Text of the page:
.A question of value. Delzunain Pale and Dry is. naturally, a little more e\pensi\e than some oi. the other cognates that may tempt you. But the quality is such that \\e belie\e that you \\ ill Iind it better \alue for money But to appreciate its \alue. you must respect it. New er. ne\ er. ne\ er tni\ it \\llll twirl/ting. '\l\\'£tys insist on an absolutely clean glass. lie sure the glass is neither too large nor too small ; do not \\arm it \\ ith a Ilame. Store the bottle upright: al\\ays rccork it. (inc Delamain Pale and Dry the attention it descnes. In due course you \\ ill conic to realise that \\e are oil'cring you not a lllVlll'}. but a bargain.

3. We know our suppliers. Some ol‘tlie grtmerdistiller families \\ ho supply us ha\ e been doing so l‘or 150 years. In that time \\e hine got to kno\\ their cognae intimately

21 College Hill Cannon Street

4. Our suppliers know us. They. too. understand the qualities vte stri\ e for in our cognac. They kno\\ they must achieye exceptional lightness olieolottr. dryness and delicacy of flavour.

London EC4 2RP

5. The importance of old oak. For the pale. delicate. Delamain style ot‘cognac. aging in old oak that has lost its \\‘oodiness is of paramount importance. This is why we insist on our suppliers using ancient easks. and. when necessary. \\e lend them our on n Cilslxs. Among our on n \ats are some that date from before the phylloxera epidemic oi~ L878.

Telephone 01-236 2323 & at Lloyds

6. How big vats bring delicacy. At Delamztin ottr \‘ats are exceptionally large. Thus the ratio oi‘surl‘aee area to \olume is unusually small. making it possible to blend and mature \\lll’l e\treme delicacy. our cognac ha\ ing only the slightest hint olithe oak‘s tannin and colour. 7. The importance of age. Delamain Pale and Dry is not a \".S.O.P. cognac: a \".S.O.P. Cognac need not include in its blend any brand). more than li\e years old. Delamain has an a\eruge age ol‘nell 0\er to ice that. Without those years oi‘gentle maturing in great \ats. Delamain Pale and Dry could not possibly achie\e its smoothness and roundness. its perfection of balance,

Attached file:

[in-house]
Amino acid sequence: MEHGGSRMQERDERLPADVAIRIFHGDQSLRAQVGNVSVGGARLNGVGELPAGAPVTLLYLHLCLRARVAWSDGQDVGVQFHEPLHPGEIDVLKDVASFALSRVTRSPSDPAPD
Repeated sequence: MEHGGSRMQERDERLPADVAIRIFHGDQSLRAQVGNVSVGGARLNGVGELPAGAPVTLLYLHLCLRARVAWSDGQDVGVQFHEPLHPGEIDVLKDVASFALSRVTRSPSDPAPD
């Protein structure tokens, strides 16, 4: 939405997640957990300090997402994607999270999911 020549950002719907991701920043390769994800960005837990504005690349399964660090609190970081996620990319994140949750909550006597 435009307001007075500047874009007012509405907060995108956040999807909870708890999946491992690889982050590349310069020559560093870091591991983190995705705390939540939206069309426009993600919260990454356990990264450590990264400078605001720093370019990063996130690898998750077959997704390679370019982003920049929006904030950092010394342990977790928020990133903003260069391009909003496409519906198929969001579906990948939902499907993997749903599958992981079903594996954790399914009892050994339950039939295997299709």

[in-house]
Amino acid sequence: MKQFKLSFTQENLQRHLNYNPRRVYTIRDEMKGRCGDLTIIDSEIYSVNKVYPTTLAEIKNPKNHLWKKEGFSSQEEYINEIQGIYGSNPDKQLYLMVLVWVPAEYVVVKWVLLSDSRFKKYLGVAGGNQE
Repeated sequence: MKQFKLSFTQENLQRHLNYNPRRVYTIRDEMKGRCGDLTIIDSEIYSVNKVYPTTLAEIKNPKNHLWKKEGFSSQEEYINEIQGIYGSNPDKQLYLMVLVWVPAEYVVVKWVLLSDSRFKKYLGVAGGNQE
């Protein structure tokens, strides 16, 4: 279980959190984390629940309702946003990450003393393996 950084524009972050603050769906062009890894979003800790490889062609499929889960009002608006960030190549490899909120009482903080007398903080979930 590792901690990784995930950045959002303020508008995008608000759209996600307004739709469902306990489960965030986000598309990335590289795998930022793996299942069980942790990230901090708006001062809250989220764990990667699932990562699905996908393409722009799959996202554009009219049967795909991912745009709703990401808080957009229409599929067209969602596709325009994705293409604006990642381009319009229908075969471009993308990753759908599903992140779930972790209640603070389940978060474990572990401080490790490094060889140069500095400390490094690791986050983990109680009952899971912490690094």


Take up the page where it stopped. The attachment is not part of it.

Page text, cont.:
Insurance Brokers to

8. A question of style. The Delamain st) le ol‘ an old. smooth. delicate. pale and rounded cognac has been maintained l'or over seventy years. We do not pretend \ve haye a monopoly oi‘paleness: in recent years many ho . s hayc stopped blending darker cognues in layour oi a style approaching our mm. But \\e do belie\e that no other house has yet matched the delicacy a nd smoothness w hich \\ e hm e al\\ ays sought.



m“ a. man

Uni/ed Kingdom Age/11x: Mun/:quur/fd’: Co. Ltd. AAp/Hl/lt’ Home, Pit/tree Slit-er, LINN/(Ill. SW].

(”334 9561






DIE STAMPED AND LETTERPRESS PERSONAL NOTEPAPER A manufactured bedding, created especially for horses H free from waste products, clean, easy to handle and store, free from injurious bacteria, gives an excellent coverage, and because of its high absorption rate it is long lasting.



Supplied in Plastic Sacks or Bulk Containers.




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and FLAT RACE TRAINING. Low cost, any distance, any width courses for the constant training of any number of horses. Can cover existing gallops, new ground. or land not previously considered to be suitable for racing


training. Simple and cheap to maintain.

The? Servicesget


Servnce from

2;": ¥ .




' swam NW ”.333“ ‘



ruussstwu' i

_. ,“MW t

I ' vW


" 2‘!" “a


~iunll" '" '






»lIIlI « M re§h“~ < §i lll‘H ..





' ‘

Suppliers and manufacturers of Horse Bedding and Animal Litter for the past 80 years, with branches in London, Essex and Kent.

For ten months of the year Prins Ferries cut single and return

13/14 Queen St.

5 % — and the cost of taking their car 18 reduced too .

London W1 X 83A 01-629 7961 also 01-491 7641

And with a Prins ferry sailing every day between Harw1ch and _ either Hamburg or Bremerhaven that’s some serv1ce. '